The worst is yet to come
On Tuesday, as 35,000 civilians escaped from the tiny war zone in the northeast of Sri Lanka, the world’s eyes were on what looked like the last battlefield in the island’s civil war, which has lasted for a quarter of a century. But there is no such thing as a last stand in a modern irregular conflict, which is fought on undefined, shifting terrain.
Combatants and civilians are milling together in Sri Lanka’s war zone, portending a bloodbath on a scale not seen since Partition. And the battlefield is not limited to the island. Activists from the Tamil diaspora have taken to the streets in the world’s capitals and information guerrillas are skirmishing in cyberspace. In London, visitors to Westminster are coming away with touristy images of Parliament and Big Ben — and of hundreds of Tamils protesting the murder of innocents in Sri Lanka.
The protests in faraway London are a work in progress. Some 50 Sri Lankan Tamils had protested in front of India House on the evening of April 8. And then in the dead of night, a bust of Nehru in India Place, beside India House and across the street from the Waldorf, was knocked off its pedestal. Anyone could have done it. Even a sixpack of lager inside a lout could have done it. India doesn’t even own the bust, which is the property of the City Council of Westminster. And yet the Tamils, who had departed peacefully, leaving the bust visibly intact, fell under media suspicion for ‘desecrating’, ‘disfiguring’ and even ‘decapitating’ Nehru. Despite cautions from the Indian High Commission, it took on the aura of an international incident.
A suffocating smog of suspicion hangs over South Asia, stifling common sense and making it impossible to secure peace. Mutual suspicion has poisoned neighbourly relations across the region, and India is having a particularly hard time as the regional Big Brother. In Sri Lanka, India cannot ethically support either the LTTE or the government. Neither respects the rules of engagement or humanitarian concerns. Both have proved to be instinctively repressive. The government has clamped down on the media and made killings and disappearances part of State policy, and the roots of the insurgency lie in real discrimination against Tamils. Among the LTTE’s many sins is the press-ganging of child soldiers, who learn to use mortars and assault rifles when they should be learning the alphabet. This act of oppression alone disqualifies the LTTE from representing the Tamil people.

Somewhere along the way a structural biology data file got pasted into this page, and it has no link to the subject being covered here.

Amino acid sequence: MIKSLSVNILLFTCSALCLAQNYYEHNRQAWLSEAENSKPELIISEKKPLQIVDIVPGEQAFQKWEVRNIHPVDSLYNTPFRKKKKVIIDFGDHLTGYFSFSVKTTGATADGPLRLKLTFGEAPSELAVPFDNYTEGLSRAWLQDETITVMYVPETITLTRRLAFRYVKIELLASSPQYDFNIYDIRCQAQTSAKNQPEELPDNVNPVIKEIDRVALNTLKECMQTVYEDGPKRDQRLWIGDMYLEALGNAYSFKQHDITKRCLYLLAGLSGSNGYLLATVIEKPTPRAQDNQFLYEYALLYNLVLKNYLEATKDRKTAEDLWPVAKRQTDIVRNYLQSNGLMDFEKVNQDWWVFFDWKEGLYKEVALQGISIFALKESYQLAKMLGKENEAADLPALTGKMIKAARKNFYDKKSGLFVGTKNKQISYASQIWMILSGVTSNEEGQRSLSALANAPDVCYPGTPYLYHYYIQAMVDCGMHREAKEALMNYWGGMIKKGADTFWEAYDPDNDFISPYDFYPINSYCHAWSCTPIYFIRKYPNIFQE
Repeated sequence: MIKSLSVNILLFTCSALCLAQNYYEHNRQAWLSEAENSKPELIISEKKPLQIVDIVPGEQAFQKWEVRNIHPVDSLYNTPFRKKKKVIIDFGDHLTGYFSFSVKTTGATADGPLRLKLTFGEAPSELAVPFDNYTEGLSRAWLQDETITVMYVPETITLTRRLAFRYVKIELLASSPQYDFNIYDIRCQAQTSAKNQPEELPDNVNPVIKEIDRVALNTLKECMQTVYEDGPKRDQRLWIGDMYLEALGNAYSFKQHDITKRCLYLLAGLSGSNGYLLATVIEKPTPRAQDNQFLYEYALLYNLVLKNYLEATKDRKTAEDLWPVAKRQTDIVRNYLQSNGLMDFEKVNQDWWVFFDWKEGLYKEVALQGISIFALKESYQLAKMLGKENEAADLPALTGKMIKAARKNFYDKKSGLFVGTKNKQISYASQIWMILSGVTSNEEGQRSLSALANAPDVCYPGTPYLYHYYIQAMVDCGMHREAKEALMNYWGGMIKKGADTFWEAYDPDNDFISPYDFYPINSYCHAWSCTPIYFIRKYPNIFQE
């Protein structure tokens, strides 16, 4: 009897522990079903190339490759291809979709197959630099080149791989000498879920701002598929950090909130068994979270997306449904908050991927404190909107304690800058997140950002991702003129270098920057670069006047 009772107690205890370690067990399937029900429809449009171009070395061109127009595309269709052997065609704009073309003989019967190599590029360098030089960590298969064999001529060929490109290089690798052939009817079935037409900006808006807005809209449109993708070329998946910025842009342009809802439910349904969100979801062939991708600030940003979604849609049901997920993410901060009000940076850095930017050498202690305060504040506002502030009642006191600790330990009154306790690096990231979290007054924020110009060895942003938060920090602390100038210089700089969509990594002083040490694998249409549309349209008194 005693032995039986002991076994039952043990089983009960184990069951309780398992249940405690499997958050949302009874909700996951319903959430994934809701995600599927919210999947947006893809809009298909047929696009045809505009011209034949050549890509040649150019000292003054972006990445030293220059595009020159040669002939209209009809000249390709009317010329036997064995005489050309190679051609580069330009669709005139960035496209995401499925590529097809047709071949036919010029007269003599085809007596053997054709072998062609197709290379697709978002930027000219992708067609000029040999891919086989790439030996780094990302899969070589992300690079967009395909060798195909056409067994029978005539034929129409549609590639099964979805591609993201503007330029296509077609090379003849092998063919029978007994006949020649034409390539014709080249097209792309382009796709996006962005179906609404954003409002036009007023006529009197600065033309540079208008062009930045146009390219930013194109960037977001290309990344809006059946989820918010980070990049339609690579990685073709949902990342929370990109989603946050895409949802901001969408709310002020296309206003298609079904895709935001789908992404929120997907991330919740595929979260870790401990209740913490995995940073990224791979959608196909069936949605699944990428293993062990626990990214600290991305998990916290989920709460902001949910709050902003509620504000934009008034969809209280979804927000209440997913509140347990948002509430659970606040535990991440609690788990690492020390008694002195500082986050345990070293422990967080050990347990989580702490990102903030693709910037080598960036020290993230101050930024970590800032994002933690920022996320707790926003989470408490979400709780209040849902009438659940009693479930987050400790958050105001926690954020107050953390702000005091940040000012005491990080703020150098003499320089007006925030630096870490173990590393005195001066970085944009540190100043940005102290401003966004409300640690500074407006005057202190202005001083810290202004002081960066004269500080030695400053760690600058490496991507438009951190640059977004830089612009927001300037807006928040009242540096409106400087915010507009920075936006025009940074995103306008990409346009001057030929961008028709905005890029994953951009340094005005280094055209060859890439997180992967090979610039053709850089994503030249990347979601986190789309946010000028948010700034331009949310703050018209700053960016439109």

Yet we cannot remain innocent bystanders, and neither can the international community, which the Tamil diaspora is petitioning. We should act despite the memories of the IPKF engagement and Rajiv Gandhi’s assassination. Perhaps in the non-threatening capacity of nearest neighbour, leading an international initiative to convince the Sri Lankan government — drunk on military success — that insurgency can never be eradicated only by force of arms.
Insurgency is a state of mind. Colombo cannot hope to end it militarily without blowing out the brains of every Sri Lankan Tamil alive, an impossible, inhuman idea. It may win the current conflict, but the bloodbath will sow the seeds of a myriad new insurgencies. It is this hopeless future of repeated revenge tragedies that Indian diplomacy can help Sri Lanka avoid.
Pratik Kanjilal is publisher of The Little Magazine.